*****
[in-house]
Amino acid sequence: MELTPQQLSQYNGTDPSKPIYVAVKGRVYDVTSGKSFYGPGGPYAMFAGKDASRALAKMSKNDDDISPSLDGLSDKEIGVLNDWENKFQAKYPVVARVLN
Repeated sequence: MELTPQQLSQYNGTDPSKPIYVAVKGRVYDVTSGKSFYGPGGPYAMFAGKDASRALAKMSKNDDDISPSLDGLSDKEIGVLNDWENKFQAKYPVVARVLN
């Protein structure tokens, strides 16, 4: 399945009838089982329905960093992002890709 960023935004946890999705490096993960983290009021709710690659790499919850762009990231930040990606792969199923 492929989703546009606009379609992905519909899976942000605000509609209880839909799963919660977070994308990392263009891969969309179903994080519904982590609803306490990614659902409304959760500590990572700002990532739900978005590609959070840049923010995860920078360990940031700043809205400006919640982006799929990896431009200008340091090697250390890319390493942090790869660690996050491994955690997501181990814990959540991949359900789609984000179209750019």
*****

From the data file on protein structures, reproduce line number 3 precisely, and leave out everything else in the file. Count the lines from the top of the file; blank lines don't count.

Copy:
Repeated sequence: MELTPQQLSQYNGTDPSKPIYVAVKGRVYDVTSGKSFYGPGGPYAMFAGKDASRALAKMSKNDDDISPSLDGLSDKEIGVLNDWENKFQAKYPVVARVLN